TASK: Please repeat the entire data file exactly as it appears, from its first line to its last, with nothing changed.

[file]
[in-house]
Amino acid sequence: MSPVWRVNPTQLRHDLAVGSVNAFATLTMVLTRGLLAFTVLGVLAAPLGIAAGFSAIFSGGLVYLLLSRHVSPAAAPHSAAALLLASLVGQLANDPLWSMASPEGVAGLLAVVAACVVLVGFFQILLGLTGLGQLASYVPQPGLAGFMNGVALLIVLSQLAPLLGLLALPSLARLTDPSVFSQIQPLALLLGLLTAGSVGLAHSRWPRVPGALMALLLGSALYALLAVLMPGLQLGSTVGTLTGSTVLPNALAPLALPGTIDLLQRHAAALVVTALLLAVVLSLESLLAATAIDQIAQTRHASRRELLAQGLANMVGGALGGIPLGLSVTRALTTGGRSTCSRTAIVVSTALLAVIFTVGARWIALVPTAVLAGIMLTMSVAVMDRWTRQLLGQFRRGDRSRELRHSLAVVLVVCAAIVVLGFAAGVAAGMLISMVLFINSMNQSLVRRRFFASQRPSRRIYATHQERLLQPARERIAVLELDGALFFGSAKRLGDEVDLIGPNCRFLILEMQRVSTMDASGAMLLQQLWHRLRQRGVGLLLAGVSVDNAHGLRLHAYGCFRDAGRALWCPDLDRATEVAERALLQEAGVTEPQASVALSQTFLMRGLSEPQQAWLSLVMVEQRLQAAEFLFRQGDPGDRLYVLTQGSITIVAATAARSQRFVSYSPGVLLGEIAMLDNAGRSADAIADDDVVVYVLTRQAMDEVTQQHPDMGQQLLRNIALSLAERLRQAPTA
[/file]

[in-house]
Amino acid sequence: MSPVWRVNPTQLRHDLAVGSVNAFATLTMVLTRGLLAFTVLGVLAAPLGIAAGFSAIFSGGLVYLLLSRHVSPAAAPHSAAALLLASLVGQLANDPLWSMASPEGVAGLLAVVAACVVLVGFFQILLGLTGLGQLASYVPQPGLAGFMNGVALLIVLSQLAPLLGLLALPSLARLTDPSVFSQIQPLALLLGLLTAGSVGLAHSRWPRVPGALMALLLGSALYALLAVLMPGLQLGSTVGTLTGSTVLPNALAPLALPGTIDLLQRHAAALVVTALLLAVVLSLESLLAATAIDQIAQTRHASRRELLAQGLANMVGGALGGIPLGLSVTRALTTGGRSTCSRTAIVVSTALLAVIFTVGARWIALVPTAVLAGIMLTMSVAVMDRWTRQLLGQFRRGDRSRELRHSLAVVLVVCAAIVVLGFAAGVAAGMLISMVLFINSMNQSLVRRRFFASQRPSRRIYATHQERLLQPARERIAVLELDGALFFGSAKRLGDEVDLIGPNCRFLILEMQRVSTMDASGAMLLQQLWHRLRQRGVGLLLAGVSVDNAHGLRLHAYGCFRDAGRALWCPDLDRATEVAERALLQEAGVTEPQASVALSQTFLMRGLSEPQQAWLSLVMVEQRLQAAEFLFRQGDPGDRLYVLTQGSITIVAATAARSQRFVSYSPGVLLGEIAMLDNAGRSADAIADDDVVVYVLTRQAMDEVTQQHPDMGQQLLRNIALSLAERLRQAPTA